• Using Medical Assistance for COVID-19 testing, diagnosis and treatment creates no public charge risk.  The very large majority of people who are eligible for Medical Assistance can receive Medical Assistance without any public charge risk.  In addition, USCIS announced last week that COVID-19 testing, diagnosis and treatment (including a vaccine if/when one becomes available) will not be considered during public charge tests, even if MA is used to access these services.

LEGISLATIVE UPDATE
The House and Senate approved four bills impacting businesses and health care, including legislation creating a special fund for health care equipment and supplies to deal with COVID-19.

HB1232, moved by the Senate, authorizes up to $50 million of additional funding to be made available for the Commonwealth’s COVID-19 response efforts within the state’s health care system, with those funds to be transferred by the state Budget Secretary to a restricted account in the General Fund from current special funds under the Governor’s jurisdiction.

The bill stipulates that the funds can only be used to buy medical equipment and supplies for healthcare entities to meet urgent patient and staff needs to address surge demand, and that money can only be transferred after all available federal funding and any funding made available through the Governor’s disaster proclamation is used for the COVID-19 response – with the authority to transfer those funds to expire on Sept. 30, 2020.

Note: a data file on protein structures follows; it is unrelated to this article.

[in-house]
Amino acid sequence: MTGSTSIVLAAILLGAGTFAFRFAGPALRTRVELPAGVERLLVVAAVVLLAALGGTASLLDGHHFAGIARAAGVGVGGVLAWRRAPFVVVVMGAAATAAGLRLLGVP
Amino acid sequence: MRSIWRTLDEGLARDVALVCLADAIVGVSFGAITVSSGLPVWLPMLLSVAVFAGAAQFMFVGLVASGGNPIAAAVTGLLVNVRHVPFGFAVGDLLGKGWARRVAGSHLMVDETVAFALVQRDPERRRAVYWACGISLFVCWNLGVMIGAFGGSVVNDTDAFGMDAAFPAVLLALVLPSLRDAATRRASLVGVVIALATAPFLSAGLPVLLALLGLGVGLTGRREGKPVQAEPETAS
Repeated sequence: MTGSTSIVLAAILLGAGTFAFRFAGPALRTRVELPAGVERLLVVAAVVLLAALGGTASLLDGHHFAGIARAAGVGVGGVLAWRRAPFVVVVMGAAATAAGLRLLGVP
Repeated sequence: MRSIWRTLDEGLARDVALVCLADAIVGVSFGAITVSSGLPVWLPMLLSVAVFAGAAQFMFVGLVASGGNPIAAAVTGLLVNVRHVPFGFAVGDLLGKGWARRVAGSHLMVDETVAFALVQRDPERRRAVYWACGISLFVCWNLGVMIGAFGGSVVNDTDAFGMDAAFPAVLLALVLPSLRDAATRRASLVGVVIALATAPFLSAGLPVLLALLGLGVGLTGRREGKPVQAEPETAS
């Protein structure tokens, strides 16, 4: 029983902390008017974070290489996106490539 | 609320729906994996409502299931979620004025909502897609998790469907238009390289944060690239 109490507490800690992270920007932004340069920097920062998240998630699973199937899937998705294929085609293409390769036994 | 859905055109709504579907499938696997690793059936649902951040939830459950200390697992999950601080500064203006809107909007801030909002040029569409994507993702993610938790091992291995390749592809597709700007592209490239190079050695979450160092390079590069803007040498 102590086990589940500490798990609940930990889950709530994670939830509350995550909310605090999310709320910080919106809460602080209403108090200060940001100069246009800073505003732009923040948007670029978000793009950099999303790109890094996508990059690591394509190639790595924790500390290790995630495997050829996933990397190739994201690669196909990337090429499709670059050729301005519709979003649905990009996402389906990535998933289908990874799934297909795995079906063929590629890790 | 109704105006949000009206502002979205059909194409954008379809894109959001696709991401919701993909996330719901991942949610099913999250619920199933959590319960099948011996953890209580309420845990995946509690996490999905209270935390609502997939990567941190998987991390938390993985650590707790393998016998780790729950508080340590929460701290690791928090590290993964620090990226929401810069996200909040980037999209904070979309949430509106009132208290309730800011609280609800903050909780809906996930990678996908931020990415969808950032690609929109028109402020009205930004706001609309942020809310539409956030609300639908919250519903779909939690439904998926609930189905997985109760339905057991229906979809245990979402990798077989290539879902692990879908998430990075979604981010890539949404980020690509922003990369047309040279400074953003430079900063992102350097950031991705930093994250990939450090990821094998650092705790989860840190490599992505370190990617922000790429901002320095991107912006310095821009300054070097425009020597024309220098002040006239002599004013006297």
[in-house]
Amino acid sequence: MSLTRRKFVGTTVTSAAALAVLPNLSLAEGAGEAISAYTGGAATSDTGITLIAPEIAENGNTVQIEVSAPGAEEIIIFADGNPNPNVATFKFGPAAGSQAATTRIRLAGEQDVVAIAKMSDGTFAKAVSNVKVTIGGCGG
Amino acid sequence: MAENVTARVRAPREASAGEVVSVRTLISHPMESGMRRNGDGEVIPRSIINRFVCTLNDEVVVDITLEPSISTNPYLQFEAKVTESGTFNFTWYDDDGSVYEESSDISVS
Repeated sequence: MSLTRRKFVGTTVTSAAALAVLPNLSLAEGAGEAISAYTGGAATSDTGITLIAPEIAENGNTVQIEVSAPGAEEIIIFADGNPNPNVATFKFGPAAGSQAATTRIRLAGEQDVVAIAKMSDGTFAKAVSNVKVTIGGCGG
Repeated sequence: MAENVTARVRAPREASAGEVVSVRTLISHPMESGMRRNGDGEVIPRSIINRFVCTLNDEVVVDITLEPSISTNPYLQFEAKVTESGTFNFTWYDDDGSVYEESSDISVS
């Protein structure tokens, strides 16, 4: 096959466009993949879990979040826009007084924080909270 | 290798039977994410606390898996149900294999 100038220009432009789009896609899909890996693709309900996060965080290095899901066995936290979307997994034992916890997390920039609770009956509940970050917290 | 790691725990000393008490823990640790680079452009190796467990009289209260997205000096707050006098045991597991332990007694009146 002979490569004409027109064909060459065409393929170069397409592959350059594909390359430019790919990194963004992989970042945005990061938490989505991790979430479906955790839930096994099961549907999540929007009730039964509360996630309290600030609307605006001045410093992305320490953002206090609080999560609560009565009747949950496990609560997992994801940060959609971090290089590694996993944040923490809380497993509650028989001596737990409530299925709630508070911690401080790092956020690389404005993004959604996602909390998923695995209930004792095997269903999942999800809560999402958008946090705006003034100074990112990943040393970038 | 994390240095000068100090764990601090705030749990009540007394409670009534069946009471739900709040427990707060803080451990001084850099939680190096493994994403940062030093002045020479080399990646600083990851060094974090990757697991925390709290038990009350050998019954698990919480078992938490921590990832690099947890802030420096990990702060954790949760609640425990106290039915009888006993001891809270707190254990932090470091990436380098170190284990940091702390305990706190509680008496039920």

The legislation prohibits the state Budget Secretary from making any transfer that will result in a deficit in any of the respective special funds and requires the Secretary to provide notice of any transfers to the restricted account 24 hours prior to making the transfer, with the Secretary also required to provide the General Assembly with monthly reports of the spending activity for the Commonwealth’s COVID-19 response.

The legislation also authorizes the Department of Community and Economic Development to coordinate with local political subdivisions to extend filing and payment deadlines for the local Earned Income Tax.  These deadlines have been extended to July 15, 2020.

In addition, the bill would extend temporary regulations related to Pennsylvania’s medical cannabis industry until November 2021.

The House and Senate also concluded work on legislation to push the state’s primary election back to June 2, ease eligibility requirements and access to unemployment compensation for workers who have been directly impacted by the coronavirus, and waive the requirement that all public schools must be open at least 180 days per school year. 

Small Business Program Announced
The Governor announced a new COVID-19 Working Capital Access (CWCA) Program, that will be administered through PIDA using $60 million to provide small businesses of less than 100 employees to get working capital with a 0% interest rate at a term of three years.  They will be awarded on a first-come, first-serve basis. All PIDA loan applications must be submitted through a Certified Economic Development Organization (CEDO). To find your CEDO, click here